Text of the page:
- Appointment of Principal Designer and Principal Contractor: If the project is likely to have more than one contractor, the client must appoint a principal designer and a principal contractor in writing. The principal designer manages the pre-construction phase, focusing on eliminating health and safety risks in the design, while the principal contractor oversees the project’s construction phase. If the client fails to appoint a principal designer, they must take on the duties of that role themselves.
- Provision of Pre-Construction Information: The client is responsible for providing all relevant information to each designer and contractor involved in the project. This pre-construction information may include details about the site, existing structures, and any significant design and construction hazards.
- Health and Safety Management: The client should take reasonable steps to maintain and review health and safety arrangements throughout the project. This involves regularly checking and confirming that the measures are still effective and adapting them as necessary.
- Regulatory Compliance Monitoring: The client must ensure that the principal designer and principal contractor comply with their duties under the CDM regulations. This involves overseeing their activities and intervening if non-compliance is indicated.
- Construction Phase Plan Oversight: The client is responsible for ensuring that a construction phase plan is drawn up by the principal contractor (or the contractor if only one is used) before the construction phase begins. This plan outlines the health and safety arrangements, site rules, and specific measures concerning high-risk activities.
- Health and Safety File Management: The client must ensure the principal designer prepares and maintains an appropriate health and safety file for the project. This file should include information on any asbestos present, as required under the Control of Asbestos Regulations, and should be kept available for inspection. If ownership of the project changes, this file should be passed on to the new client.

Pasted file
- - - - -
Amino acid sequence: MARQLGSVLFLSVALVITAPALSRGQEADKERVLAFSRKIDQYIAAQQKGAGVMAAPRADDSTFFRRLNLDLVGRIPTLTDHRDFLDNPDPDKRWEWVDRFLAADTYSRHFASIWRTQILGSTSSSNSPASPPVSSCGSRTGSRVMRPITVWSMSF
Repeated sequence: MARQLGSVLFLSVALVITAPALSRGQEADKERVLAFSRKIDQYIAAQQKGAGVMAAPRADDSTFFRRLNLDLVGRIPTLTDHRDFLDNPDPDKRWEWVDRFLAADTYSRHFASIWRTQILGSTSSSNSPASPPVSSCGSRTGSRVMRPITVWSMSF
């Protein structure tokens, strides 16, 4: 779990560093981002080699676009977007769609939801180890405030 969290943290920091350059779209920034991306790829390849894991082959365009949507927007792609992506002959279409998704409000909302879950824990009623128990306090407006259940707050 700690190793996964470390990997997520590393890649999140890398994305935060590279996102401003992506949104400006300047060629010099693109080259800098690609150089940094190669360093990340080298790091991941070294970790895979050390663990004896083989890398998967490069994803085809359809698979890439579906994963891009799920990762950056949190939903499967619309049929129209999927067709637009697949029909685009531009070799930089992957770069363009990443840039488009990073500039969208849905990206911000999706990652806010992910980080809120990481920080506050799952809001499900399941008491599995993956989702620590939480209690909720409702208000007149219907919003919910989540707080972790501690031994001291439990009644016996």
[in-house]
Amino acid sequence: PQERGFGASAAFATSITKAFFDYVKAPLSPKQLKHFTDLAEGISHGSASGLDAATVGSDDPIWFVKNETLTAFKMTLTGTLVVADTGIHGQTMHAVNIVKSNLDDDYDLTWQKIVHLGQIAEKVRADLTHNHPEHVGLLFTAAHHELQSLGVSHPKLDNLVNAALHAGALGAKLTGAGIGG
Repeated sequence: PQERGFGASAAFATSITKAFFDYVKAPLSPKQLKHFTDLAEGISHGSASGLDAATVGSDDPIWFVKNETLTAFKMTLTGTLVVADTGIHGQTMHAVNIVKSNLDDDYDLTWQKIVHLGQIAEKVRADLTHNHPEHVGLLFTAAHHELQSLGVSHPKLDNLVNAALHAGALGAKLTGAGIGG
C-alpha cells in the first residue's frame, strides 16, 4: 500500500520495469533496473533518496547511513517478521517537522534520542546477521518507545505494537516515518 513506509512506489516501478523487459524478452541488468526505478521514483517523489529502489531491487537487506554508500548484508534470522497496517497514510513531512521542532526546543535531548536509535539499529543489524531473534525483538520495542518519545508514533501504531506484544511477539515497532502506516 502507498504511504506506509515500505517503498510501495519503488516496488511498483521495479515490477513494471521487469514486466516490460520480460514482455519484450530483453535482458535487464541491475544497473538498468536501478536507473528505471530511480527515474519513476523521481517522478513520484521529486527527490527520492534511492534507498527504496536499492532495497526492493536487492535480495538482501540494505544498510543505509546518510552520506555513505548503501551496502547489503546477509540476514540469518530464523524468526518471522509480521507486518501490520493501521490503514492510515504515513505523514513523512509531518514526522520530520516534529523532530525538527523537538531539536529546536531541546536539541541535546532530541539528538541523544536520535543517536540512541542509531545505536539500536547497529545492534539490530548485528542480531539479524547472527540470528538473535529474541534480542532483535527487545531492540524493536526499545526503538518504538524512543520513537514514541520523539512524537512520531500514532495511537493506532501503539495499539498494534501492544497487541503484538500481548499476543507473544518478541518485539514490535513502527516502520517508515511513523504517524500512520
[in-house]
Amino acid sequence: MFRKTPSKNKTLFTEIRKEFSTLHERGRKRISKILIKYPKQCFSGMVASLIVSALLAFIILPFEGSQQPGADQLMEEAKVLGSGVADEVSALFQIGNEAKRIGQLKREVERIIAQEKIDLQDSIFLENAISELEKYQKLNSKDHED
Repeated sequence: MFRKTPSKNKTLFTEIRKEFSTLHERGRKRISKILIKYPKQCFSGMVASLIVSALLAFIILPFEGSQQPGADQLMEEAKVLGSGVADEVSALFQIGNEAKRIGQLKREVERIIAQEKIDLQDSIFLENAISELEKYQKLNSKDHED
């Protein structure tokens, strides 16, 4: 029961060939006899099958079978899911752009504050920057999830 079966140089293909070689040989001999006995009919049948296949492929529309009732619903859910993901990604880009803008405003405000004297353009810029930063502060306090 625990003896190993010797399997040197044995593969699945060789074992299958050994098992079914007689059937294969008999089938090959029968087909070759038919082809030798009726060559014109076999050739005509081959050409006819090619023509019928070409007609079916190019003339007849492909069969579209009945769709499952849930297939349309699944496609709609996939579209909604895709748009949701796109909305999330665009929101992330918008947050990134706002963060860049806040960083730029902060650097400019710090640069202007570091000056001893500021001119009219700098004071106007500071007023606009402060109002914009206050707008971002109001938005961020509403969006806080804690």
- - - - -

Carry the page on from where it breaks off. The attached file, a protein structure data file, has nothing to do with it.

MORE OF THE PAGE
It’s important to note that domestic clients, who have construction work carried out on their own homes, automatically transfer their duties to the contractor or principal contractor unless there is a written agreement to the contrary. However, they are still expected to cooperate with their contractor and provide information about the property when needed.
2. principal contractor
The principal contractor plays a significant role in construction projects, particularly in managing the construction phase, ensuring overall safety, and coordinating various project elements. Appointed by the client, the principal contractor can be an individual or organization primarily responsible for the construction work. Their duties are under the Construction (Design and Management) Regulations 2015 (CDM 2015).
Here are the roles and responsibilities of the principal contractor:
- Construction Phase Management: The principal contractor coordinates and manages all construction activities. This involves ensuring that the construction work is carried out as safely as possible, considering the known hazards and risks, and applying suitable control measures.
- Preparation of Construction Phase Plan: The principal contractor must prepare a comprehensive plan before setting up the site. This plan should provide a framework for managing the health and safety aspects of the project during the construction phase. It must be reviewed regularly and revised as necessary to accommodate project or working conditions changes.
- Coordination of Legal Requirements and Implementation of Plan: The principal contractor should ensure effective coordination of legal requirements and the construction phase plan among all people on-site. This involves actively monitoring work practices and procedures to ensure compliance with health and safety regulations and the plan’s directives.
- Site Health and Safety Rules: The principal contractor must establish necessary site health and safety rules and make sure they are adhered to by all workers. These rules should be clear, understood by all workers, and enforced consistently.
- Site Induction: Suitable site induction must be provided by the principal contractor. This induction should inform all workers about the site’s health, safety, welfare arrangements, emergency procedures, and site-specific risks.
- Control of Site Access: The principal contractor should control access to the site to prevent unauthorized entry. This may involve implementing security measures like fencing, signage, and possibly security personnel.
- Provision of Welfare Facilities: Throughout the construction phase, the principal contractor must meet the welfare requirements outlined in Schedule 2 of the CDM regulations. This includes clean and accessible toilets, handwashing facilities, rest areas, and drinking water.